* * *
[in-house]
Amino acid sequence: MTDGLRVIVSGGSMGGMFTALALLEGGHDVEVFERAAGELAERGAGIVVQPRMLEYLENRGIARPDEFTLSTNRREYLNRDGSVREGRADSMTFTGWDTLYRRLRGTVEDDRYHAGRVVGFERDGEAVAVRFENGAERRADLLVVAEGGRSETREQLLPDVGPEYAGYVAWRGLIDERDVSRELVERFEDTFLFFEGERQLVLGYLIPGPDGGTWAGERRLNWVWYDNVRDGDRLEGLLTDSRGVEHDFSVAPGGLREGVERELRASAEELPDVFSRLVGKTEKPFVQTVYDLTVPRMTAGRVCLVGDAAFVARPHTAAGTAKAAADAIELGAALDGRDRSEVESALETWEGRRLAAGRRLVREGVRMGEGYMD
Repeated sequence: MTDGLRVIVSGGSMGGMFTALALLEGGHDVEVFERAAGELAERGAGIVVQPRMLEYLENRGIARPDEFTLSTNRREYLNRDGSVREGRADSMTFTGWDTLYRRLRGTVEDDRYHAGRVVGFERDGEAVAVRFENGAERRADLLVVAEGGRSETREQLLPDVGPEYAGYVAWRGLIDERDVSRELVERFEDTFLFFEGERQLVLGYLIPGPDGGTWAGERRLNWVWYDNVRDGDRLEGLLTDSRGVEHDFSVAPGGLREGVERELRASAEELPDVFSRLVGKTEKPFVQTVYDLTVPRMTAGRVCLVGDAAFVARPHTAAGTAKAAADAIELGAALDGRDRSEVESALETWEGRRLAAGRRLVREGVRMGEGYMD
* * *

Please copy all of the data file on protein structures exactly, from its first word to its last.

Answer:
[in-house]
Amino acid sequence: MTDGLRVIVSGGSMGGMFTALALLEGGHDVEVFERAAGELAERGAGIVVQPRMLEYLENRGIARPDEFTLSTNRREYLNRDGSVREGRADSMTFTGWDTLYRRLRGTVEDDRYHAGRVVGFERDGEAVAVRFENGAERRADLLVVAEGGRSETREQLLPDVGPEYAGYVAWRGLIDERDVSRELVERFEDTFLFFEGERQLVLGYLIPGPDGGTWAGERRLNWVWYDNVRDGDRLEGLLTDSRGVEHDFSVAPGGLREGVERELRASAEELPDVFSRLVGKTEKPFVQTVYDLTVPRMTAGRVCLVGDAAFVARPHTAAGTAKAAADAIELGAALDGRDRSEVESALETWEGRRLAAGRRLVREGVRMGEGYMD
Repeated sequence: MTDGLRVIVSGGSMGGMFTALALLEGGHDVEVFERAAGELAERGAGIVVQPRMLEYLENRGIARPDEFTLSTNRREYLNRDGSVREGRADSMTFTGWDTLYRRLRGTVEDDRYHAGRVVGFERDGEAVAVRFENGAERRADLLVVAEGGRSETREQLLPDVGPEYAGYVAWRGLIDERDVSRELVERFEDTFLFFEGERQLVLGYLIPGPDGGTWAGERRLNWVWYDNVRDGDRLEGLLTDSRGVEHDFSVAPGGLREGVERELRASAEELPDVFSRLVGKTEKPFVQTVYDLTVPRMTAGRVCLVGDAAFVARPHTAAGTAKAAADAIELGAALDGRDRSEVESALETWEGRRLAAGRRLVREGVRMGEGYMD